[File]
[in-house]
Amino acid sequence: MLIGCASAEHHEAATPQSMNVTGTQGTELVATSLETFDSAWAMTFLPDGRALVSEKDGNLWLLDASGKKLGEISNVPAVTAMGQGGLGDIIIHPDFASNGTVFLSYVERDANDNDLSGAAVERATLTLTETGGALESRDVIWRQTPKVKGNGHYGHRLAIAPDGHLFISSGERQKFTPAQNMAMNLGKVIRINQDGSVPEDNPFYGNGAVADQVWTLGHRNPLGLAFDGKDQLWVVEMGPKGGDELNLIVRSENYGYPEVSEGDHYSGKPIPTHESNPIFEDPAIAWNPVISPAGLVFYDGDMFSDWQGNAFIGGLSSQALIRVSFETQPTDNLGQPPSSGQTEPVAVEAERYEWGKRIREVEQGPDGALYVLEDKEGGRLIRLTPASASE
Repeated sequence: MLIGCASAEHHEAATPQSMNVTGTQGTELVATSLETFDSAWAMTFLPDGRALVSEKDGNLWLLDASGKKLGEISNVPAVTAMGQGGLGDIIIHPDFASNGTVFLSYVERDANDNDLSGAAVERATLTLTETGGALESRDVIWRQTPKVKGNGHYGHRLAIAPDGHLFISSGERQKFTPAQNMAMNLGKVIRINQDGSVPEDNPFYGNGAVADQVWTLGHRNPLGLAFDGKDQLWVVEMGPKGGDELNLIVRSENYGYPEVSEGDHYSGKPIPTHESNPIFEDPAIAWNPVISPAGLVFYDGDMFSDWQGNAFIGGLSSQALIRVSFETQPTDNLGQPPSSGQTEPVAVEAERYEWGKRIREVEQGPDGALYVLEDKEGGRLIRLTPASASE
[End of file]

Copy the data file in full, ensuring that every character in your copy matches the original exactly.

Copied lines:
[in-house]
Amino acid sequence: MLIGCASAEHHEAATPQSMNVTGTQGTELVATSLETFDSAWAMTFLPDGRALVSEKDGNLWLLDASGKKLGEISNVPAVTAMGQGGLGDIIIHPDFASNGTVFLSYVERDANDNDLSGAAVERATLTLTETGGALESRDVIWRQTPKVKGNGHYGHRLAIAPDGHLFISSGERQKFTPAQNMAMNLGKVIRINQDGSVPEDNPFYGNGAVADQVWTLGHRNPLGLAFDGKDQLWVVEMGPKGGDELNLIVRSENYGYPEVSEGDHYSGKPIPTHESNPIFEDPAIAWNPVISPAGLVFYDGDMFSDWQGNAFIGGLSSQALIRVSFETQPTDNLGQPPSSGQTEPVAVEAERYEWGKRIREVEQGPDGALYVLEDKEGGRLIRLTPASASE
Repeated sequence: MLIGCASAEHHEAATPQSMNVTGTQGTELVATSLETFDSAWAMTFLPDGRALVSEKDGNLWLLDASGKKLGEISNVPAVTAMGQGGLGDIIIHPDFASNGTVFLSYVERDANDNDLSGAAVERATLTLTETGGALESRDVIWRQTPKVKGNGHYGHRLAIAPDGHLFISSGERQKFTPAQNMAMNLGKVIRINQDGSVPEDNPFYGNGAVADQVWTLGHRNPLGLAFDGKDQLWVVEMGPKGGDELNLIVRSENYGYPEVSEGDHYSGKPIPTHESNPIFEDPAIAWNPVISPAGLVFYDGDMFSDWQGNAFIGGLSSQALIRVSFETQPTDNLGQPPSSGQTEPVAVEAERYEWGKRIREVEQGPDGALYVLEDKEGGRLIRLTPASASE